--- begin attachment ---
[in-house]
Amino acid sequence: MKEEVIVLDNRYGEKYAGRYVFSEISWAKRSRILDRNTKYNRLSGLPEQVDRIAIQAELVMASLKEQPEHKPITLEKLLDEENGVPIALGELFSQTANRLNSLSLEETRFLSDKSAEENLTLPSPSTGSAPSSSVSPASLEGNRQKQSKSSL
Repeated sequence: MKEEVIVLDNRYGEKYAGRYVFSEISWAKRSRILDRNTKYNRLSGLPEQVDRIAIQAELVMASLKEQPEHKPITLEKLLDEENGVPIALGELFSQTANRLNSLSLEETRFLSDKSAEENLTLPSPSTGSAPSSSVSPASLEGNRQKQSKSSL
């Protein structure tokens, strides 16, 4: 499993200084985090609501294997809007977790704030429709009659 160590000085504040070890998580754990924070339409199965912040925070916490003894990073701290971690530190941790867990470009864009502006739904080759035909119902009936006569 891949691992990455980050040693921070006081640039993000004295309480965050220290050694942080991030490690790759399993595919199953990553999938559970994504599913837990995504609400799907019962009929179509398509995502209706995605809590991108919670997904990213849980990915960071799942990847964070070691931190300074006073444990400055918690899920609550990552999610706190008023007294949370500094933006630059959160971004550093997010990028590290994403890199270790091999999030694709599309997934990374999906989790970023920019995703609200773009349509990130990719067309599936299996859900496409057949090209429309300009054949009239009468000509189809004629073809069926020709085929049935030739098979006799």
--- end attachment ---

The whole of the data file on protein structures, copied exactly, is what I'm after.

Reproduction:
[in-house]
Amino acid sequence: MKEEVIVLDNRYGEKYAGRYVFSEISWAKRSRILDRNTKYNRLSGLPEQVDRIAIQAELVMASLKEQPEHKPITLEKLLDEENGVPIALGELFSQTANRLNSLSLEETRFLSDKSAEENLTLPSPSTGSAPSSSVSPASLEGNRQKQSKSSL
Repeated sequence: MKEEVIVLDNRYGEKYAGRYVFSEISWAKRSRILDRNTKYNRLSGLPEQVDRIAIQAELVMASLKEQPEHKPITLEKLLDEENGVPIALGELFSQTANRLNSLSLEETRFLSDKSAEENLTLPSPSTGSAPSSSVSPASLEGNRQKQSKSSL
């Protein structure tokens, strides 16, 4: 499993200084985090609501294997809007977790704030429709009659 160590000085504040070890998580754990924070339409199965912040925070916490003894990073701290971690530190941790867990470009864009502006739904080759035909119902009936006569 891949691992990455980050040693921070006081640039993000004295309480965050220290050694942080991030490690790759399993595919199953990553999938559970994504599913837990995504609400799907019962009929179509398509995502209706995605809590991108919670997904990213849980990915960071799942990847964070070691931190300074006073444990400055918690899920609550990552999610706190008023007294949370500094933006630059959160971004550093997010990028590290994403890199270790091999999030694709599309997934990374999906989790970023920019995703609200773009349509990130990719067309599936299996859900496409057949090209429309300009054949009239009468000509189809004629073809069926020709085929049935030739098979006799």